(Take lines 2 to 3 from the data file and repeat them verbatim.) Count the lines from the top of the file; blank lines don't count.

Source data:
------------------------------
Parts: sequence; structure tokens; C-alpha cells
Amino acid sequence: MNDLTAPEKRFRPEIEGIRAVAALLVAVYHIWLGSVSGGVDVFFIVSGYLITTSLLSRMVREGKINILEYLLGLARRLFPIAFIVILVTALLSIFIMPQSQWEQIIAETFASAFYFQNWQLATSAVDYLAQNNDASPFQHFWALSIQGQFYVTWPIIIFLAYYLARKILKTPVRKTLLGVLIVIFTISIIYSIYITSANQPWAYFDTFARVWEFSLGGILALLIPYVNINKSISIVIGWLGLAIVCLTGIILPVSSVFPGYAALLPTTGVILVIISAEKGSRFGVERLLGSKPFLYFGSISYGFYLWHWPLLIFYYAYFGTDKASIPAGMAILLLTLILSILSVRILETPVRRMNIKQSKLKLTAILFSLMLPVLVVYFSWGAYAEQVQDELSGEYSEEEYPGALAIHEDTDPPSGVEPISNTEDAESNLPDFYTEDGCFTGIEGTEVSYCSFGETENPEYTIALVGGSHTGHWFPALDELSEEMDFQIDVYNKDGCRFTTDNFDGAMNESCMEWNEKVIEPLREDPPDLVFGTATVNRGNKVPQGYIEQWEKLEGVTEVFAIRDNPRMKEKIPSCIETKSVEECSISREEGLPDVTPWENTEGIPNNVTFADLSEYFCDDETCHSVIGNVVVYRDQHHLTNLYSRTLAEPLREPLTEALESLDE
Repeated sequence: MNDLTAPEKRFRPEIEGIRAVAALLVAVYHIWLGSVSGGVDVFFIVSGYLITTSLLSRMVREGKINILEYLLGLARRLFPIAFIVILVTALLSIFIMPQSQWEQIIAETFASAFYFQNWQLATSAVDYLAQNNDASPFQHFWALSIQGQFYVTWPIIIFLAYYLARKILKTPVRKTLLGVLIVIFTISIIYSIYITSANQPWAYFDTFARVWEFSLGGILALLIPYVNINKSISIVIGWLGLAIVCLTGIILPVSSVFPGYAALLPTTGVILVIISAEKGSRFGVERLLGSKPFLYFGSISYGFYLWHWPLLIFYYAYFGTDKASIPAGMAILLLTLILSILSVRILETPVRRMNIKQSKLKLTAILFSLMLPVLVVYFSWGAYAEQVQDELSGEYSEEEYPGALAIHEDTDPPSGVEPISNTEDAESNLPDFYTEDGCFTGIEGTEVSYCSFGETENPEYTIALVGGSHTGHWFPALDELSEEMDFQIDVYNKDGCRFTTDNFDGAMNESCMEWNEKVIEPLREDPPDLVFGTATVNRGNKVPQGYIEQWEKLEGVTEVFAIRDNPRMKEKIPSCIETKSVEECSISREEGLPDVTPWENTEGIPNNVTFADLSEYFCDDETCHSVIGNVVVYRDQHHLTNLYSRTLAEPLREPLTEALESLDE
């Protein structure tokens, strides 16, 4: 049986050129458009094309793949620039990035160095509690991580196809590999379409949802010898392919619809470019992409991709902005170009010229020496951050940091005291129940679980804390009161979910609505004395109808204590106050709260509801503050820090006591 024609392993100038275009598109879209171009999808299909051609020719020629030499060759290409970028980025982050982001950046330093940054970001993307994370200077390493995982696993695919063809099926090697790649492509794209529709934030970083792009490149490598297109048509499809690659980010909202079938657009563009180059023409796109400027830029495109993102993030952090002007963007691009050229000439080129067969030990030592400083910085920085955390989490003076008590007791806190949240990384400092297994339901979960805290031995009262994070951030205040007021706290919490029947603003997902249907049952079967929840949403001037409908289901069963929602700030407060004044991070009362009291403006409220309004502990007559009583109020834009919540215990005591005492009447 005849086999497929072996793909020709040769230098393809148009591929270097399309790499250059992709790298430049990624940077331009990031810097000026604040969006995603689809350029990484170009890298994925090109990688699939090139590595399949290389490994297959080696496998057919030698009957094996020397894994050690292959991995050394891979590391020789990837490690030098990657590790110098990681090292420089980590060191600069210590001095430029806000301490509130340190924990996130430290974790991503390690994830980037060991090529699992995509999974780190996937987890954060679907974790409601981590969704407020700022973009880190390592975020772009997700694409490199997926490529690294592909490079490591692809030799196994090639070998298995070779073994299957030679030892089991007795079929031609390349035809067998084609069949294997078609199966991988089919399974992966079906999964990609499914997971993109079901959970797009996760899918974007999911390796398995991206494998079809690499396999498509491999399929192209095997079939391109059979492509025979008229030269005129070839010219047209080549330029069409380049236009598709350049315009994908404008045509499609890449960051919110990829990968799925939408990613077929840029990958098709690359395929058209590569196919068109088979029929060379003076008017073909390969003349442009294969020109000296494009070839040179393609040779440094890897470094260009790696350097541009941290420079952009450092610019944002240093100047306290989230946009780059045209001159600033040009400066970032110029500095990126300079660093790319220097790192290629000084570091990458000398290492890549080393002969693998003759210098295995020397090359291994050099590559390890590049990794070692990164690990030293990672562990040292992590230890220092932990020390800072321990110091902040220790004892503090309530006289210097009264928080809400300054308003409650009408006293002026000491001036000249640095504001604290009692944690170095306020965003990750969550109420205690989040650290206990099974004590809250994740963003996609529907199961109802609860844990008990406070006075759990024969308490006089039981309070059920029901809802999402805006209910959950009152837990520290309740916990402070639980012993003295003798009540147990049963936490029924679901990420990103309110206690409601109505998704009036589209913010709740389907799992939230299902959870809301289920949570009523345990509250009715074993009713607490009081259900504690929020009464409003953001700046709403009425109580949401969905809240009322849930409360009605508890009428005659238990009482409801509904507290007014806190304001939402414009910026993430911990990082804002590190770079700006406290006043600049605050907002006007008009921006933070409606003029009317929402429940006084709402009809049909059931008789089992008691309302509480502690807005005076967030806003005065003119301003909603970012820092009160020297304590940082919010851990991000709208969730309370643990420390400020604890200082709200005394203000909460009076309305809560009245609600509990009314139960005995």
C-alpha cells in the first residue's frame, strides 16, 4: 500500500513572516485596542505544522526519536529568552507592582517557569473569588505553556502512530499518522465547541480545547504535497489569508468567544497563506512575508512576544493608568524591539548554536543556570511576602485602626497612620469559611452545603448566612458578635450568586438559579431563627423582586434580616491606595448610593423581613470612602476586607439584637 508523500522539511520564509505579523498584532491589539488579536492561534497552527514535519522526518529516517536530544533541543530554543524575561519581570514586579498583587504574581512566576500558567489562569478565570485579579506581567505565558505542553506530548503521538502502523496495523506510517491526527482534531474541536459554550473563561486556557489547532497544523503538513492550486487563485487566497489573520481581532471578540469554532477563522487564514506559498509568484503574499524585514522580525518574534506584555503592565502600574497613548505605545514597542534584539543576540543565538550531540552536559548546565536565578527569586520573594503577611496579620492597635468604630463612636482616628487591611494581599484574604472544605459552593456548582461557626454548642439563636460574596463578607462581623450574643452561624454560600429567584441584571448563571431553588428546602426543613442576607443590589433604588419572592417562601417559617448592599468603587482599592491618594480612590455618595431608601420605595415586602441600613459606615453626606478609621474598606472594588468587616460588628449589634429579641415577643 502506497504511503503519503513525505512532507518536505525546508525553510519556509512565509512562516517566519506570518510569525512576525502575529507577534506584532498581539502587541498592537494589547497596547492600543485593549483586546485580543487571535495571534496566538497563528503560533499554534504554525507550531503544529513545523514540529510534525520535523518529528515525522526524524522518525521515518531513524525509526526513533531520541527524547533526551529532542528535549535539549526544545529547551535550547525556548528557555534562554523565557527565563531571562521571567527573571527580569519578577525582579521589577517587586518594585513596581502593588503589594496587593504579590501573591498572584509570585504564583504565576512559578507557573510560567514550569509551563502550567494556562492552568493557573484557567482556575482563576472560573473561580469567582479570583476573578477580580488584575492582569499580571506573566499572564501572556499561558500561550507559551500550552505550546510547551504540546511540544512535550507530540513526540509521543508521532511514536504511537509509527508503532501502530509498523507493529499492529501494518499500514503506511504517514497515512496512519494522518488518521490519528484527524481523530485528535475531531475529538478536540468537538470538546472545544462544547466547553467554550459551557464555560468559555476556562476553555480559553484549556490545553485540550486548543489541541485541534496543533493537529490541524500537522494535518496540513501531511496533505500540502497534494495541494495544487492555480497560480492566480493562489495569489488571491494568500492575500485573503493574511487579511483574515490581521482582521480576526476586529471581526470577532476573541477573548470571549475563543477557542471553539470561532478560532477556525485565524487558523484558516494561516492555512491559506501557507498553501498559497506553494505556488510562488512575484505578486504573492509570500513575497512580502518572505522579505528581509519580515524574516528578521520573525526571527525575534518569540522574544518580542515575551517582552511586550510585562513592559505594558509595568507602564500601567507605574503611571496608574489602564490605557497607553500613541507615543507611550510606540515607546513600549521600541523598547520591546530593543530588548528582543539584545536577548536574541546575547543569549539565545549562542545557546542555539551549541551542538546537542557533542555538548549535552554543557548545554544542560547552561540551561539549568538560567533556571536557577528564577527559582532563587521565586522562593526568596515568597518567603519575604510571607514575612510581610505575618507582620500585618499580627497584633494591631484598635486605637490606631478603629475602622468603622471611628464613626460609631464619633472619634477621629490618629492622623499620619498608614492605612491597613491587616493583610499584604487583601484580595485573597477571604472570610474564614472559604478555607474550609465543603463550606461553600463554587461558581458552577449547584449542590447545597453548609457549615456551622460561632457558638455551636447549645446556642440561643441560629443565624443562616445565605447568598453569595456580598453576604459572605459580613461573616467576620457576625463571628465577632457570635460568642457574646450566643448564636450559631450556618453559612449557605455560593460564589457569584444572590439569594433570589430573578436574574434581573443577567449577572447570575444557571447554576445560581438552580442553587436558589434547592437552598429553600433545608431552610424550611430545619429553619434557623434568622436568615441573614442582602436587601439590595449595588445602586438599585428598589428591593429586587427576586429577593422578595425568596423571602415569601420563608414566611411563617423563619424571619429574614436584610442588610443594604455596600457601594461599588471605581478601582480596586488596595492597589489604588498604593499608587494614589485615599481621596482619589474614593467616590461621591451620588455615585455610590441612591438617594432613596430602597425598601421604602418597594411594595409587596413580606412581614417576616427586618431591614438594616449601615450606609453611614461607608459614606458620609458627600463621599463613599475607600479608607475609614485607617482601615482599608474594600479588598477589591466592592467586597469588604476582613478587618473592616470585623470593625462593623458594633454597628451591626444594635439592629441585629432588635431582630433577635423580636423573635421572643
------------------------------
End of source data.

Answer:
Amino acid sequence: MNDLTAPEKRFRPEIEGIRAVAALLVAVYHIWLGSVSGGVDVFFIVSGYLITTSLLSRMVREGKINILEYLLGLARRLFPIAFIVILVTALLSIFIMPQSQWEQIIAETFASAFYFQNWQLATSAVDYLAQNNDASPFQHFWALSIQGQFYVTWPIIIFLAYYLARKILKTPVRKTLLGVLIVIFTISIIYSIYITSANQPWAYFDTFARVWEFSLGGILALLIPYVNINKSISIVIGWLGLAIVCLTGIILPVSSVFPGYAALLPTTGVILVIISAEKGSRFGVERLLGSKPFLYFGSISYGFYLWHWPLLIFYYAYFGTDKASIPAGMAILLLTLILSILSVRILETPVRRMNIKQSKLKLTAILFSLMLPVLVVYFSWGAYAEQVQDELSGEYSEEEYPGALAIHEDTDPPSGVEPISNTEDAESNLPDFYTEDGCFTGIEGTEVSYCSFGETENPEYTIALVGGSHTGHWFPALDELSEEMDFQIDVYNKDGCRFTTDNFDGAMNESCMEWNEKVIEPLREDPPDLVFGTATVNRGNKVPQGYIEQWEKLEGVTEVFAIRDNPRMKEKIPSCIETKSVEECSISREEGLPDVTPWENTEGIPNNVTFADLSEYFCDDETCHSVIGNVVVYRDQHHLTNLYSRTLAEPLREPLTEALESLDE
Repeated sequence: MNDLTAPEKRFRPEIEGIRAVAALLVAVYHIWLGSVSGGVDVFFIVSGYLITTSLLSRMVREGKINILEYLLGLARRLFPIAFIVILVTALLSIFIMPQSQWEQIIAETFASAFYFQNWQLATSAVDYLAQNNDASPFQHFWALSIQGQFYVTWPIIIFLAYYLARKILKTPVRKTLLGVLIVIFTISIIYSIYITSANQPWAYFDTFARVWEFSLGGILALLIPYVNINKSISIVIGWLGLAIVCLTGIILPVSSVFPGYAALLPTTGVILVIISAEKGSRFGVERLLGSKPFLYFGSISYGFYLWHWPLLIFYYAYFGTDKASIPAGMAILLLTLILSILSVRILETPVRRMNIKQSKLKLTAILFSLMLPVLVVYFSWGAYAEQVQDELSGEYSEEEYPGALAIHEDTDPPSGVEPISNTEDAESNLPDFYTEDGCFTGIEGTEVSYCSFGETENPEYTIALVGGSHTGHWFPALDELSEEMDFQIDVYNKDGCRFTTDNFDGAMNESCMEWNEKVIEPLREDPPDLVFGTATVNRGNKVPQGYIEQWEKLEGVTEVFAIRDNPRMKEKIPSCIETKSVEECSISREEGLPDVTPWENTEGIPNNVTFADLSEYFCDDETCHSVIGNVVVYRDQHHLTNLYSRTLAEPLREPLTEALESLDE